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18 Mar 2021

British Chamber of Commerce Myanmar

British Chamber of Commerce Myanmar's response

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18 March 2021

  • We have been horrified and extremely saddened by the events that started to unfold from the 1st February 2021 and continue to date, that have led to disruptions, protests, riots and more recently this weekend, the destruction of property and factories and numerous unnecessary injuries and deaths. Our members and our team have been badly affected by the actions undertaken on the 1st February 2021.
  • The British Chamber, established in July 2014 always ensures that we are engaging and have engaged with the right people throughout our entire operational history. The Chamber was established in the transition phase from military rule.
  • We have detailed processes that cover everything from the
    • events we organise, covering venues and products.
    • the participants, who they are?
    • the trade services that we offer.
    • vetting the applicants for membership, their company, background, and readily available online corporate history.
  • The British Chamber works closely with Department for International Trade, through the British Embassy.
    • On the 1st February we immediately ceased all promotional activity and postponed or cancelled events.
    • We have been further advised by Her Majesty’s Government (HMG) to suspend trade promotion until such time that the British Government formulates conclusions from its trade policy review.
    • We are fully supportive to HMG and its policies towards targeted sanctions.
  • We have fully supported the efforts of the Myanmar Centre for Responsible Business
    • Ensuring that our members are fully aware of the opportunity to support and endorse the message.
    • The Director for MCRB, Ms. Vicky Bowman is an active member of the Chamber.
  • We have also provided our objection to the draft Cyber Law.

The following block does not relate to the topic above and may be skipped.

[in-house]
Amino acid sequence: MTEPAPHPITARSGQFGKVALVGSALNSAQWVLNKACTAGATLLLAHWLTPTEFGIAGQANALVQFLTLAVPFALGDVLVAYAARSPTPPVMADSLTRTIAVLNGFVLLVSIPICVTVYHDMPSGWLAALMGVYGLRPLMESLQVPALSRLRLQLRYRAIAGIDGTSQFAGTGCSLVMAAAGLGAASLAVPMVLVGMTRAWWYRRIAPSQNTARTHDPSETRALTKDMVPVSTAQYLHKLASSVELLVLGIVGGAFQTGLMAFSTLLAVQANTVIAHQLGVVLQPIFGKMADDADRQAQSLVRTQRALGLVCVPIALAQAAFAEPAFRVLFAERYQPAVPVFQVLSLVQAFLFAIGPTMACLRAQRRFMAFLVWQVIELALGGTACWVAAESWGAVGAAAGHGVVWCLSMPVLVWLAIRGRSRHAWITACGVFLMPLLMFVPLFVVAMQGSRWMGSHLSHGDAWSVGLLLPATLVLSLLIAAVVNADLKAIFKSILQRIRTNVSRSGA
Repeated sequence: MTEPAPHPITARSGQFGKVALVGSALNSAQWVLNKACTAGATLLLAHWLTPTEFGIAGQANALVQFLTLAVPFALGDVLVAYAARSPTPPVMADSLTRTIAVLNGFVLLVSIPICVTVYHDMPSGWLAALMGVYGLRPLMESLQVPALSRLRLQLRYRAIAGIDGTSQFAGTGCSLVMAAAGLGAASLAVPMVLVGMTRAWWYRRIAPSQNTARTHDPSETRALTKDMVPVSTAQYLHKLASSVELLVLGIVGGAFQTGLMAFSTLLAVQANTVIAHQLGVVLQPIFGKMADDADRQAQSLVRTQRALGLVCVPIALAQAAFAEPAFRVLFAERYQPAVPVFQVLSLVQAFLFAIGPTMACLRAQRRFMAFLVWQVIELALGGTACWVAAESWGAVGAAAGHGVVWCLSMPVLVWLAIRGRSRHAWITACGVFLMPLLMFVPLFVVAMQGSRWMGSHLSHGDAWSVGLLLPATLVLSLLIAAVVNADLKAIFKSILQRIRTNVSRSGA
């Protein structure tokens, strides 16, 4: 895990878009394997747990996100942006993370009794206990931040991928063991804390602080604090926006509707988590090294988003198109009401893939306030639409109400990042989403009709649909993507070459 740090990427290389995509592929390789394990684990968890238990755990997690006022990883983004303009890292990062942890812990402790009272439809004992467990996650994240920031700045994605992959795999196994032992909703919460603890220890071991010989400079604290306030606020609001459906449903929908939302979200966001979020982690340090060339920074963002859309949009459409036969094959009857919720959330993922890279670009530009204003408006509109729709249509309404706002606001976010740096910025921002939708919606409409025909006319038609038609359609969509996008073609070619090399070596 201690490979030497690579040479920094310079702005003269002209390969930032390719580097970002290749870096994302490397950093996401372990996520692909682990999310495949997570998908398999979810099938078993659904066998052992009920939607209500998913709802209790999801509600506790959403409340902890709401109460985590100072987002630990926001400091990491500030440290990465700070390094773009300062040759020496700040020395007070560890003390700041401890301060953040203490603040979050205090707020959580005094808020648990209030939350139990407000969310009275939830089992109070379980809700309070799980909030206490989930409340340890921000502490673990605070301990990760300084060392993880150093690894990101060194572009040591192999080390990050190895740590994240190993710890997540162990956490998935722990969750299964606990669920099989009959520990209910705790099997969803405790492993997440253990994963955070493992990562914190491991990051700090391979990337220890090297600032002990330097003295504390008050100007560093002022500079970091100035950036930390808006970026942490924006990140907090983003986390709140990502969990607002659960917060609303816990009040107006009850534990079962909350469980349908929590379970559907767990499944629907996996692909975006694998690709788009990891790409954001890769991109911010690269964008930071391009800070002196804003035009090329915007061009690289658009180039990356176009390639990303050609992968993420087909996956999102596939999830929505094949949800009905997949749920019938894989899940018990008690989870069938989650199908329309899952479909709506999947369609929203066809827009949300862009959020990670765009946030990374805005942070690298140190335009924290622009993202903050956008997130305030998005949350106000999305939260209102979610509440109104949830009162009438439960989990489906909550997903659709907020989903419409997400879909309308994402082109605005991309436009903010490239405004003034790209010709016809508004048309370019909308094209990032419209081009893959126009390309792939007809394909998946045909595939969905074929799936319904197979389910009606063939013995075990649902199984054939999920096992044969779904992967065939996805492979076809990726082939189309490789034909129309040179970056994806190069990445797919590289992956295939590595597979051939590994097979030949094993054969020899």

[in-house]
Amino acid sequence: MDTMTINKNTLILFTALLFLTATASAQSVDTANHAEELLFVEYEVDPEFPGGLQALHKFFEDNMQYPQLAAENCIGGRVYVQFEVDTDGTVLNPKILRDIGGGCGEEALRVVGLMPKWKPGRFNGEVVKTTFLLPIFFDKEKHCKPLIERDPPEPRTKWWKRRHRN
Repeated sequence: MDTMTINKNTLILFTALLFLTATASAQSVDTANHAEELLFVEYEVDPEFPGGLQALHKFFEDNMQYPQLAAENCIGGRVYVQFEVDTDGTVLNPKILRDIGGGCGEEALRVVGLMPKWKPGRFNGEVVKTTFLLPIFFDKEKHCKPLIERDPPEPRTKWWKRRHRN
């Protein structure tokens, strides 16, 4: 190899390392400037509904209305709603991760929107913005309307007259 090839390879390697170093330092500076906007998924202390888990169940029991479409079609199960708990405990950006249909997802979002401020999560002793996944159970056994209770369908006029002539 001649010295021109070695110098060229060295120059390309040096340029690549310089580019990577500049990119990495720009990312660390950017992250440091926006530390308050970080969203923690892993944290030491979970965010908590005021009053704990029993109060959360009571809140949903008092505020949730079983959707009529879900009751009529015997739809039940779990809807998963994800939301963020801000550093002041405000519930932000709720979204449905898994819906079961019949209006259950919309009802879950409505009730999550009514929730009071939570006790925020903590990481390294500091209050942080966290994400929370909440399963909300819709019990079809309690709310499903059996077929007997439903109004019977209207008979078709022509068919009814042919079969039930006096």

In Answer to your questions:

1.How long has your organisation been operating or investing in Myanmar?

We have been operational since July 2014. We do not invest in Myanmar; we are a NFP Myanmar registered business association.

2.What policies and procedures do you have to ensure that your members’ operations will not directly cause or contribute to human rights abuses as the situation in Myanmar unfolds (this includes potential violence and harassment to your workers and the communities where your investments are situated)?

Please see item 4 regarding human rights.

3.Please feel free to provide us with a word or pdf file, or a link to these policies and procedures. In recognition of the highly evolving nature of the situation, please make sure that the documents that you will be sharing with us contains the date it was issued.

This document is an internal guiding document only, it is constantly being reviewed in line with the current situation.

4.Are there immediate steps that your organisation has taken or is prepared to take to ensure that your members continue to respect human rights?

  • Social media and messaging feeds
  • Regular media
  • General market intelligence
  • We would know, mostly from the above points if there had been any human rights issues. Experience would likely guide us with online media what is real what is not reliable and the next steps to take, that would include:
    • Raise the matter with the Board of Directors.
    • After agreement we would contact the company to discuss, offer advice or support to correct.
    • Make it clear that such practices are not welcome and expect corrective actions.
    • Follow up.

If you have any advice that can further strengthen our procedure we would be pleased to hear more.

5.What other commitments to all stakeholders can you publicly share as regards the following: respect for the rule of law and democracy, freedom of association and collective bargaining, freedoms of expression and peaceful assembly (including your members’ policy on workers who join protests), wages, job security, anti-discrimination, non-retaliation, and others?

  • Most of our members are not, for example, big manufacturers, perhaps apart from say brewers.
  • We do not, for example, have garment manufacturing members.
  • There are big employers such as life insurance companies, who are international and follow the requirements of their mother company.
  • For wages, job security, anti-discrimination & non retaliation Myanmar is in a very fluid situation, certainly we are monitoring the situation with member companies wherever we can.

We of course welcome the opportunity to seek your guidance on improvements. At the appropriate moment and agreement of the Board of Directors to offer our platform to you to present guidelines on linking human rights and business together. We would welcome a direct point of contact to further discuss.